Right, it became a nightmare and I deserved the pain for not being properly prepared for this critical aspect of the documentary.  How I wish that I had this book in-hand while doing the ever-important planning for these interviews.  Much of its sage advice I have gleaned since my first dabbling in green screen but this was not all found in one convenient place as it is in “Green Screen Made Easy.”  While this article will be partly a review of the book, the rest of it will be a reflective look back at my rookie mistakes that many newcomers to chroma-keying are affected by.

In filming “The Regulators” in 2014, I had five on-screen subject matter experts.  Two were female and three males.  While chroma keying is gender-agnostic in principle, it isn’t in terms of fine details such as hair.  Actually, the three males sported short hair.  One of the females had longer hair and the other had a full, flowing set of hair.  This lady was my first interviewee and I was completely naive in setting up the lighting for her.  Needless to say, my results ranged between disastrous and  mildly acceptable.  I know that I pushed Keylight in After-Effects as hard as I could but with my 20/20 hindsight, I could have made much better lighting choices and better utilized the resources at my disposal.  This is where a book like this one can help a beginner to get up to speed within hours or, at most, a few days.

Here is an example of the problems I created and could have avoided early on.  This is a perfect example of what not to do.  Ever.


Another problem which I did not include in the picture is that the subject to screen distance was too close.  This made the green spill even more intense.  Also, this was shot on a DSLR with 4:2:0 color which really caused issues with the fine details and the spill.  Some of the footage of the interview was totally unusable while the others were marginally useful.

I learned the hard way and was, over time and with lots of diligent investigation online, able to resolve these issues. My later interviews for that same documentary improved but were not perfect by a long shot.

If I had this book in hand I would have discovered that within the first few chapters of the book, all of these items are dealt with and some additional important suggestions are presented!  One of these is using backlighting with a complementary color to the screen color and also ways to make the screen glow in its color.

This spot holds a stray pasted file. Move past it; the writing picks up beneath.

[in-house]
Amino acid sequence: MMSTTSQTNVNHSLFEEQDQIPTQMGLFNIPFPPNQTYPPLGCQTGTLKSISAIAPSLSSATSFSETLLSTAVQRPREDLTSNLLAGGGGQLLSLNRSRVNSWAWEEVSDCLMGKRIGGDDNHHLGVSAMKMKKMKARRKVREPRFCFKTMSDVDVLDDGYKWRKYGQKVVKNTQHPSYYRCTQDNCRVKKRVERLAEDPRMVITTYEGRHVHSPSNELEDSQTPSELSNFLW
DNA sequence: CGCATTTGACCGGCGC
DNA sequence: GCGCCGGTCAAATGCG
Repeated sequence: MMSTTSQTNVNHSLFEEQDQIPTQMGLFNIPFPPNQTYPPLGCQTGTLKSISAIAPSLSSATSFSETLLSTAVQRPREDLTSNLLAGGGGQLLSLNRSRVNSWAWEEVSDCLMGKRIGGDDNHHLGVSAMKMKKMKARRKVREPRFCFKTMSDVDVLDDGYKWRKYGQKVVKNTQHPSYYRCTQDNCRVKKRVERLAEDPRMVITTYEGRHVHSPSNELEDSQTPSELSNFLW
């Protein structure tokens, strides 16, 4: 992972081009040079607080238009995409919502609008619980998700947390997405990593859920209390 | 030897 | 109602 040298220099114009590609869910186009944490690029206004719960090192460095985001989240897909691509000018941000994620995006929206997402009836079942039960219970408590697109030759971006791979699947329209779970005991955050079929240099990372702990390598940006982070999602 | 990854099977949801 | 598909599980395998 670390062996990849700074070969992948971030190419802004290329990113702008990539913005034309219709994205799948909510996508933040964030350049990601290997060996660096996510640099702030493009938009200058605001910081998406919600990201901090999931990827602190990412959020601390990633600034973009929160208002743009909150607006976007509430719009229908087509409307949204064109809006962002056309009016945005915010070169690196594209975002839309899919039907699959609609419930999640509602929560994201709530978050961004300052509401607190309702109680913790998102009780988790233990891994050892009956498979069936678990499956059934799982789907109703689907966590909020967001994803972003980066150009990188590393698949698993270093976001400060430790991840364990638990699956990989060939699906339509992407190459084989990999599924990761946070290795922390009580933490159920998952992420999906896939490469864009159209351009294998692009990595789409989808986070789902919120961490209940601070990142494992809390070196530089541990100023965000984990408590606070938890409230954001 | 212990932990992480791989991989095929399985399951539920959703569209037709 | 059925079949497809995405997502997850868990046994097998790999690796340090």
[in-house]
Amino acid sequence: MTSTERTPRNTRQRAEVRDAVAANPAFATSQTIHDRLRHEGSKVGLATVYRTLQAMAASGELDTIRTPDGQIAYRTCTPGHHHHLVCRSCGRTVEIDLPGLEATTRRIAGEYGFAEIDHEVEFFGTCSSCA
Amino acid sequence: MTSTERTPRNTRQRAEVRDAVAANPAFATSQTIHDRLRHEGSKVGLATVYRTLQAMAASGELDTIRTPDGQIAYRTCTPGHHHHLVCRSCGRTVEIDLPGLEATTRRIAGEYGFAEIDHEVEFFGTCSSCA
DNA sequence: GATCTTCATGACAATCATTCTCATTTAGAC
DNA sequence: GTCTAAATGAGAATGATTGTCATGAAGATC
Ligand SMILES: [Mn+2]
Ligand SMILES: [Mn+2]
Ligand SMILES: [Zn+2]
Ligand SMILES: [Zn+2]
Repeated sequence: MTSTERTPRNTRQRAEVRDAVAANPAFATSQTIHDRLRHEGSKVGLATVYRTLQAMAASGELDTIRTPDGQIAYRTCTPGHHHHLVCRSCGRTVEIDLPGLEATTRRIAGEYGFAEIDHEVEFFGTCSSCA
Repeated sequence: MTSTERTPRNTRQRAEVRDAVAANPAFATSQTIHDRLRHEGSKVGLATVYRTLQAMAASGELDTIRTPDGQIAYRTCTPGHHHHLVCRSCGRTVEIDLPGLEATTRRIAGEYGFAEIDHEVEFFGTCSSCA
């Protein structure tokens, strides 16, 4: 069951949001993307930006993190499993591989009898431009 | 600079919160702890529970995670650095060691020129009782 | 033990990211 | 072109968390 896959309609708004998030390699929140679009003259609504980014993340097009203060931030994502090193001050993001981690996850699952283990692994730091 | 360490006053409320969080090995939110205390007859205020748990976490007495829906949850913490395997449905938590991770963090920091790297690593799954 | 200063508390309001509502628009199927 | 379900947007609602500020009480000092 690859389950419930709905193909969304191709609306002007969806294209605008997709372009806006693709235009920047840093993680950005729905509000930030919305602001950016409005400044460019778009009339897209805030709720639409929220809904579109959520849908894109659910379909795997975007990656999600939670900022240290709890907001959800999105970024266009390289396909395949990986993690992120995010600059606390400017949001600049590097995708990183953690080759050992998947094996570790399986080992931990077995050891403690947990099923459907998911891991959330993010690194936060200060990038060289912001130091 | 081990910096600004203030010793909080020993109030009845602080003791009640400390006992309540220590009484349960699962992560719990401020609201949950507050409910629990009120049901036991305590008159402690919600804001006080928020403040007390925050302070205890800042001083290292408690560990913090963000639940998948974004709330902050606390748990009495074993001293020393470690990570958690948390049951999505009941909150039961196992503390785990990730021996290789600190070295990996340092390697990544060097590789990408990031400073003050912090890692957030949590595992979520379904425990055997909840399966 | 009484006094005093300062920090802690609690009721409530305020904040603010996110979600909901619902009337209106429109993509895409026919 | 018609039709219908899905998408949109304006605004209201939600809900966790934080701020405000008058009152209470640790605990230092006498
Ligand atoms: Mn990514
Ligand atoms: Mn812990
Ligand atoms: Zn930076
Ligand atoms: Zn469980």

Now that I am reworking “The Regulators” for a director’s cut 250th anniversary edition, I was able to re-shoot the interview with this person.  Notice the difference in the image quality by shooting on blue screen with a 4:2:2 Atomos Ninja and concentrating on the lighting of both the screen and the subject.  The procedures that I used were similar to the processes outlined in the book. Also in the book are discussions about how to optimize the camera and its ability to capture as clean an image as possible of both the background and the subject.


Once good images have been captured then they need to be processed properly.  Using the matte keyer is not a simple “press the button and Hey! Presto!” it is done in most cases.  It is important to know how to manipulate the results to optimize them.  The book leads the reader through important techniques such as how to reduce jagged edges, reducing artifacts, and ensuring that you can pull as clean a key as possible.  Several software packages are presented along with their workflows.  Another aspect of the book that makes it an invaluable resource for the filmmaker’s bookshelf is that it touches on how to deal with several problems that may crop up such as dealing with holes and reflections.